“The IEA has an independence problem, which translates into a technical evaluation problem,” one of the sources directly involved in the decision told Reuters.

The sources spoke on condition of anonymity due to the sensitivity of the issue.

The energy ministries of Saudi Arabia and the United Arab Emirates did not respond to a request for comment.

One of the sources went so far as to describe the situation as a “cold war” and blamed the IEA for starting it.

The IEA told Reuters its analysis of the data was politically neutral.

“The IEA strives to provide an unbiased and independent view of oil market fundamentals and political considerations have never been a factor in how the agency assesses market prospects,” she said. in an email response to questions.

“The oil market report includes supply, demand and inventory data from official sources, supplemented by estimates where no data is available,” he said.


The IEA was created in 1974 to help industrialized countries deal with the oil crisis after the Arab embargo reduced supplies and caused prices to soar.

The organization, which brings together 31 industrialized countries, advises Western governments on energy policy and counts the United States as its main financial backer.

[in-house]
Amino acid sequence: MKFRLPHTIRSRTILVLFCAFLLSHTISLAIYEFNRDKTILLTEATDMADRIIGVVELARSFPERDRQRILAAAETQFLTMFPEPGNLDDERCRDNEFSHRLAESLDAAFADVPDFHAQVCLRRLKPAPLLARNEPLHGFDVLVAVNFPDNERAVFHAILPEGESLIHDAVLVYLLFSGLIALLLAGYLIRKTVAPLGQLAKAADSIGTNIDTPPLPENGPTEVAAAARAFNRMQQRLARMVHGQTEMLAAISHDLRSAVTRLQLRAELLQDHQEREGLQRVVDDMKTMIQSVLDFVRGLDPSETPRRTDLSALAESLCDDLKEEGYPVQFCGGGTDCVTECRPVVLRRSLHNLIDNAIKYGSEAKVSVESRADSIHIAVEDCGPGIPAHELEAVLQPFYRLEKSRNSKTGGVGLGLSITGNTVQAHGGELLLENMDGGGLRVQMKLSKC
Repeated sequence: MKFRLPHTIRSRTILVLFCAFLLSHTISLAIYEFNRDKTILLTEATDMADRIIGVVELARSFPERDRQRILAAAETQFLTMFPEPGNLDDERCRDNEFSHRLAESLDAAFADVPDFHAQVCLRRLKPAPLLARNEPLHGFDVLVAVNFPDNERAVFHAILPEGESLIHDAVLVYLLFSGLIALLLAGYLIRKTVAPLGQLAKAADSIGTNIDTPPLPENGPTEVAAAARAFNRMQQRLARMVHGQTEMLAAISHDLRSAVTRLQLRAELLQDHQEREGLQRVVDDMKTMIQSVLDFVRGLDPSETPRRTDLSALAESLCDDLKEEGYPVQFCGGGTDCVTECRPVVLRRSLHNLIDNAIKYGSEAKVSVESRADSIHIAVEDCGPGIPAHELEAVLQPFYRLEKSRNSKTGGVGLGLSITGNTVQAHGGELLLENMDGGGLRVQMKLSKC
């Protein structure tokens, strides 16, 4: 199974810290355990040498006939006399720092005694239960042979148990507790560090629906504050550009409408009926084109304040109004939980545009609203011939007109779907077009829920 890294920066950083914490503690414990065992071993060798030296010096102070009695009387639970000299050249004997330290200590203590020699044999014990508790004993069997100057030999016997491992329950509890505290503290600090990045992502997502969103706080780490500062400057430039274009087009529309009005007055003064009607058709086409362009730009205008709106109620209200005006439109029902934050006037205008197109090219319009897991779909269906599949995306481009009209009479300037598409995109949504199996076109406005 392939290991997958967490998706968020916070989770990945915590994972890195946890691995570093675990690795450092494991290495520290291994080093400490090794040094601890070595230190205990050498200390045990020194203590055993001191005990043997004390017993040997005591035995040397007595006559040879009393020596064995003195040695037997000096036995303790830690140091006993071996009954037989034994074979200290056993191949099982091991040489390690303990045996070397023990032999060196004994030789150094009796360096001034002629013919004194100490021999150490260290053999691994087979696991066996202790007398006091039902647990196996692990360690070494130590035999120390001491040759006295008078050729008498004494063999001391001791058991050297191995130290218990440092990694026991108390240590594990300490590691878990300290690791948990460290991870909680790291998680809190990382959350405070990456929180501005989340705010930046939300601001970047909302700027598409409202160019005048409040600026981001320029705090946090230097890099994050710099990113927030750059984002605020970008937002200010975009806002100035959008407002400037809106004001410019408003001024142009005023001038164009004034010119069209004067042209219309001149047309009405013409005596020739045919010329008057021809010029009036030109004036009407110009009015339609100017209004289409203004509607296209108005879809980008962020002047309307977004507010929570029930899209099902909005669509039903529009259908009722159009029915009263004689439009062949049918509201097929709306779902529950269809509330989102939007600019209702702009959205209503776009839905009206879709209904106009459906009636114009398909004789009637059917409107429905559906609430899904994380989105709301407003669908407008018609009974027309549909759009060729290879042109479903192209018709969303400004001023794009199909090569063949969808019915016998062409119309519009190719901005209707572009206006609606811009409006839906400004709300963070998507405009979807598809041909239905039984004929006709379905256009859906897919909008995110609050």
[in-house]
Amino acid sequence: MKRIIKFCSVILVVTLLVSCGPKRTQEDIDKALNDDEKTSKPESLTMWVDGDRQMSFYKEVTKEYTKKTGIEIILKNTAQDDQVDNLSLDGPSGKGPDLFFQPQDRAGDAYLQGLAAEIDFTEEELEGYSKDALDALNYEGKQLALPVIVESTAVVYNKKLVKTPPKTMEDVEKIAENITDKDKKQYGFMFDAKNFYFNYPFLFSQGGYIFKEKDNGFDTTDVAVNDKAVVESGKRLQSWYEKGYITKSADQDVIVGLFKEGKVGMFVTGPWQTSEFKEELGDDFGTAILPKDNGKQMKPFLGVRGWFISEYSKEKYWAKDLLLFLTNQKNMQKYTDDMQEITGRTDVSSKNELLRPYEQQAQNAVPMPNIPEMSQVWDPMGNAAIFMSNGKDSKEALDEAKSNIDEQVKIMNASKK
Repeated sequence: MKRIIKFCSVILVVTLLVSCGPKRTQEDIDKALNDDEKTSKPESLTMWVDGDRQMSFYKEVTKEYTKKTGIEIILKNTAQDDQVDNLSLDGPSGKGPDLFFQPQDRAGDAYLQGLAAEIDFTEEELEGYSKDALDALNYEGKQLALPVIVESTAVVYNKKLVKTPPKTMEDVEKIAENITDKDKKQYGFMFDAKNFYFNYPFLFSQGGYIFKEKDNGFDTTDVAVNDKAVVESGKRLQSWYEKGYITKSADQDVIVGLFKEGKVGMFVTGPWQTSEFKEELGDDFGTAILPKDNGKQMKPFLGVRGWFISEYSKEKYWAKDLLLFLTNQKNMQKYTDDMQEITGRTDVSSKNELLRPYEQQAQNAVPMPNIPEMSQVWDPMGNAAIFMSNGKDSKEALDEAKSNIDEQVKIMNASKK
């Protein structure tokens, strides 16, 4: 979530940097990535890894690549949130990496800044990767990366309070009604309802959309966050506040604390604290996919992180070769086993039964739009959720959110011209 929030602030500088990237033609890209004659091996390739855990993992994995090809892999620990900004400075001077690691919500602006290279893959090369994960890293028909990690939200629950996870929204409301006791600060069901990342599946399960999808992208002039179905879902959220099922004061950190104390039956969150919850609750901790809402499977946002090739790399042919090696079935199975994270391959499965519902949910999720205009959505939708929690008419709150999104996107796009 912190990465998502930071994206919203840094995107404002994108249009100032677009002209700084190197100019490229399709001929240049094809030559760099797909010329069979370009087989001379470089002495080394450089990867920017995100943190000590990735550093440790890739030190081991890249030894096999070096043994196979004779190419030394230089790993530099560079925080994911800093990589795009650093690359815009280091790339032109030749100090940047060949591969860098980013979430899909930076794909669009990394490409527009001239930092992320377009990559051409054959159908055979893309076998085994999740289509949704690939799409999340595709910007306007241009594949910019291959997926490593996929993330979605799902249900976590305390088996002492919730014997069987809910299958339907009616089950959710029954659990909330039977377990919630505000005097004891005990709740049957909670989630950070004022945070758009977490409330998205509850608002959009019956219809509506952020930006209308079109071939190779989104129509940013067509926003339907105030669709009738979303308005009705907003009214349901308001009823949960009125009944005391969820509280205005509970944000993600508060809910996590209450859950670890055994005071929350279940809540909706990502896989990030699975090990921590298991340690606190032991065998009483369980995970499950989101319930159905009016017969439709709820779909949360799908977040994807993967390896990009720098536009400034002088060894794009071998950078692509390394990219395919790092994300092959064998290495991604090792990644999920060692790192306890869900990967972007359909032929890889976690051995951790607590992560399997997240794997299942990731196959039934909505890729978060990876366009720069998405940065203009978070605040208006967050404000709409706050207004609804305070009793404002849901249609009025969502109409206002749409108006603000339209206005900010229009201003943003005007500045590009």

It has seen energy markets transform since its inception, and the relationship with OPEC has had its ups and downs.

Even before tensions escalated this year, an inflection point for Saudi Arabia and its close ally the United Arab Emirates was the IEA report ahead of the UN climate talks in Glasgow at the end of Last year.

The report concluded that if the world is serious about achieving net zero emissions by 2050, then no investment should be made in new hydrocarbon projects.

This exacerbated OPEC+ concerns that the IEA was unaware of the scale of continued medium-term demand, the sources said, and OPEC+ bucked at the IEA’s request for additional oil to make lowering prices to suit the West as she considered the market to be adequately supplied.

In addition to the sources’ comments, some OPEC members were openly critical.

UAE Energy Minister Suhail al-Mazrouei at an industry conference in late March called on the IEA to be “more realistic” and not disseminate misleading information.


In February, the IEA took the oil market by surprise when it revised its baseline estimate of global demand by nearly 800,000 barrels per day, just under 1% of the world oil market of around 100 million bpd.